The Planner's Perspective: Scare Tactics
By Paul Morrone CFP®, CPA/PFS, MSA
I was driving to work this morning and an ad came on the radio that opened with the line “The bull market is now 10 years old, which has never happened before. A recession is coming, is your advisor preparing you for the worst?” While this is hardly the first advertisement that I’ve heard like this, for some reason I kept replaying it in my head during the rest of my drive in. It got me thinking about the many TV commercials I’ve seen showing a bull and a bear, shortly followed by a red downward arrow and a message to ‘buy (some sort of esoteric investment) now!’ While we could spend hours dissecting each of these statements, and their many flaws, what you should be asking yourself is if you’re informed and educated.
Being ‘prepared’ insinuates that you (or in this case the people buying TV and radio ad space) know something, in this case a bear market, is coming, and that they have the answer to ‘protect’ you from financial Armageddon. I’ll be the first to challenge any of these folks to produce hard data that can show any tangible evidence for the exact date and time a correction or bear market will occur. Remember, bull markets don’t simply die of old age, there is always a reason that drives those steep declines in price that we all dread. Just because we’re currently in one of the longest bull markets ever doesn’t mean the sky is about to fall because it’s been ‘too long’ since it happened last.
While it’s true that markets inevitably go up and down, the impossibility is knowing when. By doomsday prepping for the worst, you could be doing more harm than good. A recent study by Morningstar presented an argument to substantiate this claim, and the results were even more intimidating than the thought of another bear market. It stated: “From 1997 through 2017, the S&P 500 returned 7.2% annually. But if you had been on the sidelines, for whatever reason, and missed the market’s 30 best days—a tiny fraction of the 5,217 trading days during that 21-year span—your stock portfolio would have lost 0.9% annually.” 1 The takeaway here is that many of these ‘best’ trading days can occur during the later stages of a bull market, and the cost to being out of the market, even for a few days, can be substantially more detrimental to your overall financial health than simply riding the wave and sticking to a prudent long-term investment strategy.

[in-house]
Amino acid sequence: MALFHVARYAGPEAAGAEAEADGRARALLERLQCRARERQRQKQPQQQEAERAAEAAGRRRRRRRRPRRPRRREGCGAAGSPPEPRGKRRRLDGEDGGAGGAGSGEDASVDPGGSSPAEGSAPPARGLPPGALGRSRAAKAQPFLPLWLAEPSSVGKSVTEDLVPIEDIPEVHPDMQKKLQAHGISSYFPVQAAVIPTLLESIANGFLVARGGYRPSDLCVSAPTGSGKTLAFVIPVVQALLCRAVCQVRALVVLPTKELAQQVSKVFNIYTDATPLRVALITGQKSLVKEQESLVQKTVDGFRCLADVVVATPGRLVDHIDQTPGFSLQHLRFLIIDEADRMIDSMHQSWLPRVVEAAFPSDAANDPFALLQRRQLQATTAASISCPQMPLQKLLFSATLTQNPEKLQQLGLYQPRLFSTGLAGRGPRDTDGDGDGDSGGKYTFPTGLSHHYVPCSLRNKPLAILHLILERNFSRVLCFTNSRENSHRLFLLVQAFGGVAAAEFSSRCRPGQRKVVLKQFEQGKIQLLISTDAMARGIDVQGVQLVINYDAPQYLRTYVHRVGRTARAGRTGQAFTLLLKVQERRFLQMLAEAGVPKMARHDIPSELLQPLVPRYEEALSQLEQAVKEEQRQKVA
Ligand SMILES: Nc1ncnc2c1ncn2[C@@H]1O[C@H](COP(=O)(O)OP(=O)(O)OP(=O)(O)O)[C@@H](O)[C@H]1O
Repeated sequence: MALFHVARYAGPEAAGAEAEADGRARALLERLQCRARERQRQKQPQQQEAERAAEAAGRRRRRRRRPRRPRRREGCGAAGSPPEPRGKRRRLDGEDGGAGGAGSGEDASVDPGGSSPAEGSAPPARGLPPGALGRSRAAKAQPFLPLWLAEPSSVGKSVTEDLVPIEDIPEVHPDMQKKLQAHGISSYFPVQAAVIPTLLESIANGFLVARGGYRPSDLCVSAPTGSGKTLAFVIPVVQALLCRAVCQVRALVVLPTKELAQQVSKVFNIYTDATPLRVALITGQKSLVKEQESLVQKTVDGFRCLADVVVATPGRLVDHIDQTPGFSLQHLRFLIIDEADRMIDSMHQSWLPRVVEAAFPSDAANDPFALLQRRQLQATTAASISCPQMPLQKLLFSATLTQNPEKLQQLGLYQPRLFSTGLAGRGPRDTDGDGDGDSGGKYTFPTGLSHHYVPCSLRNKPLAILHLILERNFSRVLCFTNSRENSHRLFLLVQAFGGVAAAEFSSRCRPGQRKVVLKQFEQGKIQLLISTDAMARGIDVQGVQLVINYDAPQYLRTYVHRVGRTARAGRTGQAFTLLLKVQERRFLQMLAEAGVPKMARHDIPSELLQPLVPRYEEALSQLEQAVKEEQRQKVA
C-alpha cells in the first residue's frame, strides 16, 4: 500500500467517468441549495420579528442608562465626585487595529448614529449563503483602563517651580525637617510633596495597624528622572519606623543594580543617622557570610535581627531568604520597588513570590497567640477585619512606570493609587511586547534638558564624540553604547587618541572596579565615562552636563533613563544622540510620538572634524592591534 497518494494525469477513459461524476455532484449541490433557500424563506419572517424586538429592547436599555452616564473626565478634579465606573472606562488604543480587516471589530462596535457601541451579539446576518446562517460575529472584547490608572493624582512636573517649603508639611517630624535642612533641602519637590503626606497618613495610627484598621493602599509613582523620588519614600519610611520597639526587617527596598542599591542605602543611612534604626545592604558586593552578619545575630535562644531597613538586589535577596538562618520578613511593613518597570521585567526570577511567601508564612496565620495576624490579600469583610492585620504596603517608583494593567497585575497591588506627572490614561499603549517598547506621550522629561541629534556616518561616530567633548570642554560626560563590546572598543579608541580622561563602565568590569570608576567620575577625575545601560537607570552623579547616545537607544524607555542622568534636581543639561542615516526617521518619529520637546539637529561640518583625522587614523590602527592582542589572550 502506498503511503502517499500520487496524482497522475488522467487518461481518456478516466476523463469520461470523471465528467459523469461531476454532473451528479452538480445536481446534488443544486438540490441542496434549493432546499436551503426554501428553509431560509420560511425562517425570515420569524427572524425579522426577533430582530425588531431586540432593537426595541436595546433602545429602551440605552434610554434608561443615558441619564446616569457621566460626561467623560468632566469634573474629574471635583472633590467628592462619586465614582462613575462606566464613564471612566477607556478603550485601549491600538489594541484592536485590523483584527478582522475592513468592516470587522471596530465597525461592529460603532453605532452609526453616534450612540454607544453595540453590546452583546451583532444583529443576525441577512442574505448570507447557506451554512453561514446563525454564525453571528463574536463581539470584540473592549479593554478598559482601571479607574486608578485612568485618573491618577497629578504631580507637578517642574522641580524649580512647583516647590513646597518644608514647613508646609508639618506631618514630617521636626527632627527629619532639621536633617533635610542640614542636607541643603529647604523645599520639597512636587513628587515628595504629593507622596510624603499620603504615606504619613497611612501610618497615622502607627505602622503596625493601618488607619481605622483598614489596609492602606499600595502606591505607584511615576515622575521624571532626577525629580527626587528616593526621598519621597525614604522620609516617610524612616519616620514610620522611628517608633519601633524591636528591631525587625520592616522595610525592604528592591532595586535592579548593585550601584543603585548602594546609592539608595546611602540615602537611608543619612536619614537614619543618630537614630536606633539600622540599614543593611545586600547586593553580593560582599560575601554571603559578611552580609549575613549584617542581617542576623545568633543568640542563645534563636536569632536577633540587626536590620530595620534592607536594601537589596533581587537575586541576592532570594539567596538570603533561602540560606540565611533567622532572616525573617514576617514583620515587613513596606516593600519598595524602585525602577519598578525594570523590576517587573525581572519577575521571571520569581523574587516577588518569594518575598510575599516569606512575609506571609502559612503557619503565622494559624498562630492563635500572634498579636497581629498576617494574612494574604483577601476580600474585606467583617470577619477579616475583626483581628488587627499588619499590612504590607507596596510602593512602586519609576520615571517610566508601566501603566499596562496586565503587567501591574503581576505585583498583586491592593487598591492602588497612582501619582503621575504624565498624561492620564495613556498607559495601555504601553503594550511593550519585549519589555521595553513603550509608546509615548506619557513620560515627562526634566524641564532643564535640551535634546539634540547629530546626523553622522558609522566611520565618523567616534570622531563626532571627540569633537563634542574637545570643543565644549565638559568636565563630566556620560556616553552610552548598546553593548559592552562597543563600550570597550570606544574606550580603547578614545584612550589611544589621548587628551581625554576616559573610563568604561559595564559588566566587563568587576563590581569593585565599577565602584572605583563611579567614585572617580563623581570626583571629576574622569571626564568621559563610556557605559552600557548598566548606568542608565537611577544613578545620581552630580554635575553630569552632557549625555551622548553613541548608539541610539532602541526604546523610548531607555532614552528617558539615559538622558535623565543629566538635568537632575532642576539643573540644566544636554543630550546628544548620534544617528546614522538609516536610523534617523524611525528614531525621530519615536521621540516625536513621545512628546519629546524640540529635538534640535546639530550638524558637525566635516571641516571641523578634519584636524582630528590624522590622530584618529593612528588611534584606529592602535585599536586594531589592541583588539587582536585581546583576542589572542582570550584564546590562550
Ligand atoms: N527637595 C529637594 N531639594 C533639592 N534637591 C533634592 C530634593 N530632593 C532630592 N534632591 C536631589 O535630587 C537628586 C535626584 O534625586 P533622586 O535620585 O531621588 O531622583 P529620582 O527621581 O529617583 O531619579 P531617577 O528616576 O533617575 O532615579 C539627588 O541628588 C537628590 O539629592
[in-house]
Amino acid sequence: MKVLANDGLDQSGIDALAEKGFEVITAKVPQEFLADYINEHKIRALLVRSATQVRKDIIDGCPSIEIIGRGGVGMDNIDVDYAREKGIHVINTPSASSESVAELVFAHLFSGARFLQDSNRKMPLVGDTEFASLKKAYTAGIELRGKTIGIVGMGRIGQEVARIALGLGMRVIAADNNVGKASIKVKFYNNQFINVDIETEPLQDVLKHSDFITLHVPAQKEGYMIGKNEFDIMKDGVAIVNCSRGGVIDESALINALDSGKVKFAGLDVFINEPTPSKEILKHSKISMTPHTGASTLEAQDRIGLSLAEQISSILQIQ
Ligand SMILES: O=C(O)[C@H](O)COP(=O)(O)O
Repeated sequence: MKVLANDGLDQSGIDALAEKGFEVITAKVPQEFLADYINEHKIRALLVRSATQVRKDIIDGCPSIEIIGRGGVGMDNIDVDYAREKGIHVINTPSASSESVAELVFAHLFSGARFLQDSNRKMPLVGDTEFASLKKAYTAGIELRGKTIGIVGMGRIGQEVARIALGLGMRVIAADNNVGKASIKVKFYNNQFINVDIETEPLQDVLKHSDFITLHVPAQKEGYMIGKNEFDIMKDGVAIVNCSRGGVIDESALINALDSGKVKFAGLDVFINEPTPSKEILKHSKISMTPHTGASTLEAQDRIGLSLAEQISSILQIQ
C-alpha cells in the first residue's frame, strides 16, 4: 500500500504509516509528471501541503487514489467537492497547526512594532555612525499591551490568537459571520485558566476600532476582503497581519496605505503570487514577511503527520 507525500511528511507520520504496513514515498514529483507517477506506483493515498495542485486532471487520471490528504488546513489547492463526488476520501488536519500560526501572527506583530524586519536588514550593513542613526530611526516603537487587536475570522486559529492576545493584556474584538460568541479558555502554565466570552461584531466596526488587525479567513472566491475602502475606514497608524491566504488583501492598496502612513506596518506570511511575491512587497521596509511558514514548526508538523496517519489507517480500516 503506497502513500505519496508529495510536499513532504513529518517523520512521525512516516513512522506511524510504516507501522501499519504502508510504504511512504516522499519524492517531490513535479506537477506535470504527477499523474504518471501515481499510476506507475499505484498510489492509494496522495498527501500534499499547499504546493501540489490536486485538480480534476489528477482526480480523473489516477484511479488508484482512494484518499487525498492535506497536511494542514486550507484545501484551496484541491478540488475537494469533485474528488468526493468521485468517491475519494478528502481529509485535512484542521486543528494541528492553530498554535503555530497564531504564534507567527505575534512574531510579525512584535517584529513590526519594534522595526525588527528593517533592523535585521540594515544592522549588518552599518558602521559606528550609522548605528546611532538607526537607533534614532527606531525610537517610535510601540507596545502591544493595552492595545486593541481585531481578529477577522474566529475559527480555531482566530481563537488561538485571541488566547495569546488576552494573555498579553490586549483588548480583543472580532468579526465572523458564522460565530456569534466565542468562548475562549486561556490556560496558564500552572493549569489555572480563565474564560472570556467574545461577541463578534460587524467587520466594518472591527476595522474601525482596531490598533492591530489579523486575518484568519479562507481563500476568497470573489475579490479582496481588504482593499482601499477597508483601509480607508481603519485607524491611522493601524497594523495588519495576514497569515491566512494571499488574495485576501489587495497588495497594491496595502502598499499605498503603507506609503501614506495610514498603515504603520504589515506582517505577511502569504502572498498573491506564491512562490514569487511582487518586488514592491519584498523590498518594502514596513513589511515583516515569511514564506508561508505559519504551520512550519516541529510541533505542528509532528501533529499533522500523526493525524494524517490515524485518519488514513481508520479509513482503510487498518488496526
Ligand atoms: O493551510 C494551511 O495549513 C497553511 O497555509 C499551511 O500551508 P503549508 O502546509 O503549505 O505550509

This doesn’t mean as an investor you should turn a blind eye to what’s going on in the world and how your portfolio is positioned. More importantly, you should have a keen awareness of your personal risk tolerance and the likely range of outcomes that your portfolio can produce given a myriad of different market conditions. This type of stress testing will allow you to hope for the best but understand the consequences should the worst happen.
When it comes to working with a professional, a good advisor will do more than manage your portfolio and should be your advocate to continually assess your risk tolerance and position your portfolio accordingly. More importantly, they should be your coach and help prevent you from making emotional decisions regarding your investments that could compromise the integrity of your financial plan. Furthermore, they should be discussing with you, in a language you understand, how a bull or bear market will impact your overall financial plan, current cash flow and long-term goals. Turning out the noise and remaining disciplined are proven characteristics of successful long-term investors, as painful as it may be for short periods of time.
1 “Where to Invest When the Bull Market Ends” http://fortune.com/2018/07/19/stocks-bonds-investing-bear-market/